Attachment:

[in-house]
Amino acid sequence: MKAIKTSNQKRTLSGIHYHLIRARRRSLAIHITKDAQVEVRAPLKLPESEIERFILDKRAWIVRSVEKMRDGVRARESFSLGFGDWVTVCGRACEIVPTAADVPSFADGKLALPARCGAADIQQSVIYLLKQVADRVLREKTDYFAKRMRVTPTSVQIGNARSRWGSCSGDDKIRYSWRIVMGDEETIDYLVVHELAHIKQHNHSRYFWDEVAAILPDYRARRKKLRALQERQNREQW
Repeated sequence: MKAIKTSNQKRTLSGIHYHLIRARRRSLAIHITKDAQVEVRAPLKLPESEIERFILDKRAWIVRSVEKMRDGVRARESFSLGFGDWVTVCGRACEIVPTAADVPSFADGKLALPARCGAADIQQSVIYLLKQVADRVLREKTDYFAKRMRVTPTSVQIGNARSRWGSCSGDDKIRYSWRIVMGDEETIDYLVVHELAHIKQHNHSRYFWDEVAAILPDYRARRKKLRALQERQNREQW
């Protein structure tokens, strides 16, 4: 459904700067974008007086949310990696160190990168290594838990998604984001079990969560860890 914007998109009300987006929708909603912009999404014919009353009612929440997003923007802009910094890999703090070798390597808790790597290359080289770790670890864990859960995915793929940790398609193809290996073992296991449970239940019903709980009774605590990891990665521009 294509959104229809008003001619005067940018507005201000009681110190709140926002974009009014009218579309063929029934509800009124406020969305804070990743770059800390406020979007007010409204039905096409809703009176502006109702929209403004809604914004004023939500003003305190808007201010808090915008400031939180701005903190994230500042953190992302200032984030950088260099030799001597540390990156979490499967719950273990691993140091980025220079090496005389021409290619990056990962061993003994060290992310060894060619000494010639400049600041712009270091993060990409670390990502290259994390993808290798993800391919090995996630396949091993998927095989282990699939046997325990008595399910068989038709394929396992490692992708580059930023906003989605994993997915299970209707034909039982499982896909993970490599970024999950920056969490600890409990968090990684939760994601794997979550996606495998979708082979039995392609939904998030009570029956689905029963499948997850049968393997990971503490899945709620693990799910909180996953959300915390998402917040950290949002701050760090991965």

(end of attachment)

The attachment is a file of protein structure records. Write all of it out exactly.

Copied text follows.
[in-house]
Amino acid sequence: MKAIKTSNQKRTLSGIHYHLIRARRRSLAIHITKDAQVEVRAPLKLPESEIERFILDKRAWIVRSVEKMRDGVRARESFSLGFGDWVTVCGRACEIVPTAADVPSFADGKLALPARCGAADIQQSVIYLLKQVADRVLREKTDYFAKRMRVTPTSVQIGNARSRWGSCSGDDKIRYSWRIVMGDEETIDYLVVHELAHIKQHNHSRYFWDEVAAILPDYRARRKKLRALQERQNREQW
Repeated sequence: MKAIKTSNQKRTLSGIHYHLIRARRRSLAIHITKDAQVEVRAPLKLPESEIERFILDKRAWIVRSVEKMRDGVRARESFSLGFGDWVTVCGRACEIVPTAADVPSFADGKLALPARCGAADIQQSVIYLLKQVADRVLREKTDYFAKRMRVTPTSVQIGNARSRWGSCSGDDKIRYSWRIVMGDEETIDYLVVHELAHIKQHNHSRYFWDEVAAILPDYRARRKKLRALQERQNREQW
């Protein structure tokens, strides 16, 4: 459904700067974008007086949310990696160190990168290594838990998604984001079990969560860890 914007998109009300987006929708909603912009999404014919009353009612929440997003923007802009910094890999703090070798390597808790790597290359080289770790670890864990859960995915793929940790398609193809290996073992296991449970239940019903709980009774605590990891990665521009 294509959104229809008003001619005067940018507005201000009681110190709140926002974009009014009218579309063929029934509800009124406020969305804070990743770059800390406020979007007010409204039905096409809703009176502006109702929209403004809604914004004023939500003003305190808007201010808090915008400031939180701005903190994230500042953190992302200032984030950088260099030799001597540390990156979490499967719950273990691993140091980025220079090496005389021409290619990056990962061993003994060290992310060894060619000494010639400049600041712009270091993060990409670390990502290259994390993808290798993800391919090995996630396949091993998927095989282990699939046997325990008595399910068989038709394929396992490692992708580059930023906003989605994993997915299970209707034909039982499982896909993970490599970024999950920056969490600890409990968090990684939760994601794997979550996606495998979708082979039995392609939904998030009570029956689905029963499948997850049968393997990971503490899945709620693990799910909180996953959300915390998402917040950290949002701050760090991965």